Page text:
Monday, August 2, 2010


In the future my husband and I want to be involved with international humanitarian work, plus my master's degree had an emphasis in international health, so I love to find articles about it.

This is a great article about a rural region in Mali called Ouelessebougou. (I love to say that name - it's pronounced ew-less-eh-boo-goo.)

Years ago, a Utah-based nongovernmental organization (NGO), set up a two-hour literacy class in the evenings for villagers in Ouelessebougou. Very few women attended the class. This frustrated the NGO's members, as they were attempting to improve women's literacy in the region. In 2006, 81% of the population in Mali was illiterate. The reason the NGO was targeting women literacy was because: "...successful cultures are ones that consider and promote the welfare of their women and girls, who in turn lift entire communities... When women are educated, they are more likely to be using better health and sanitation procedures, they have fewer health and reproductive problems, and there is a lower mortality for children. When the women are educated, the whole family benefits."

The article describes a team of BYU researchers (psychologists and sociologists) who began to study the successes and failures of the NGO from an objective standpoint.

Upon looking more closely at the culture and the role of the women, they discovered that the women in Ouelessebougou did not attend the literacy classes because they worked "long days" doing "physically demanding tasks of feeding and caring for large families" and so "they were too tired," but "even if they'd had enough energy to attend, most of their husbands would not have allowed them to go out alone at night." The NGO had great intentions, but did not understand these important aspects of the culture in Ouelessebougou when designing interventions to improve literacy.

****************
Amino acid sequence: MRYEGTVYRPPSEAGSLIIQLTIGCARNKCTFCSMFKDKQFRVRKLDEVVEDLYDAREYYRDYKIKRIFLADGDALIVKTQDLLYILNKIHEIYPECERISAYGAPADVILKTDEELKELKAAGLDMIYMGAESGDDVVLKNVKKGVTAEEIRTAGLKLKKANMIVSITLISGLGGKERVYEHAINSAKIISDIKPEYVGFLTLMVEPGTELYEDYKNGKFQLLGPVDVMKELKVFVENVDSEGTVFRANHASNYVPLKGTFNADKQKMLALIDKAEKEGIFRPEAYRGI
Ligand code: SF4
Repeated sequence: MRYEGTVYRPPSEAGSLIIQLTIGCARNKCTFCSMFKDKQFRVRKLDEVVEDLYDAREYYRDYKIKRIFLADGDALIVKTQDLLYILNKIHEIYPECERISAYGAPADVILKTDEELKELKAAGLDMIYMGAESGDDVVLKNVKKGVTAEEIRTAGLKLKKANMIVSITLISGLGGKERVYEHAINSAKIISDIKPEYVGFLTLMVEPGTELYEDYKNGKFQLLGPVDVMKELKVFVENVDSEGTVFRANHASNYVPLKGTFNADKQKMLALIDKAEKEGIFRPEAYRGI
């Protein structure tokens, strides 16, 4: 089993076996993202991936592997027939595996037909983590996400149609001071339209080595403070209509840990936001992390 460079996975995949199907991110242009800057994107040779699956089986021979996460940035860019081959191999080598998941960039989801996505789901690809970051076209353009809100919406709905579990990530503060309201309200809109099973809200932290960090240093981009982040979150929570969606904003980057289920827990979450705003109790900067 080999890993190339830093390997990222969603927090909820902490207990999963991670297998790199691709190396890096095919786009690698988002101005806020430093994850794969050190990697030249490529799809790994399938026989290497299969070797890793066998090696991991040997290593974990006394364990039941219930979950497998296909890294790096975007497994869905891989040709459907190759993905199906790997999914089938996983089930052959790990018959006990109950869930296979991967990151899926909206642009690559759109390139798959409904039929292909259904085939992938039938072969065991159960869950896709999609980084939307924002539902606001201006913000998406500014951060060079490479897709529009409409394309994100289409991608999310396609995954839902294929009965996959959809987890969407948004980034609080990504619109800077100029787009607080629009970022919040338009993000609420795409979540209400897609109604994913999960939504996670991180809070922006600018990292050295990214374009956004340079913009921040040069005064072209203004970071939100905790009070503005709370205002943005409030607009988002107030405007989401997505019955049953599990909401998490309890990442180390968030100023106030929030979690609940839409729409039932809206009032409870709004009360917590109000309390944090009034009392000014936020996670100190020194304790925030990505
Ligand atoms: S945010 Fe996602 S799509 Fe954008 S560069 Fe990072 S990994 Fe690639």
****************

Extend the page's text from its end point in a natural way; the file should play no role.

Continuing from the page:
The researchers found that it is essential for an NGO to "first become culturally literate before trying to have an influence on a foreign community." They also determined that there is a "need for the giving, receiving, and learning processes to be collaborative and mutual, rather than one-way." "In the new approach, they began with the people, so there was identity and ownership, and the people could develop confidence in themselves to solve their own problems."

Hmm, the more I write about this, the more it reminds me about mothering. If I take the time to understand my kids' perspectives, ideas, motives, and then collaborate with them to find solutions (rather than just dictate) they develop more confidence in themselves, and they are much more proactive and happy. In fact, these seem like simple and powerful ways to help anyone around us change and improve.

1 comment:

Jeff and ReAnn said...

Wow. Great post and great incites. I need to be a better collaborator as well.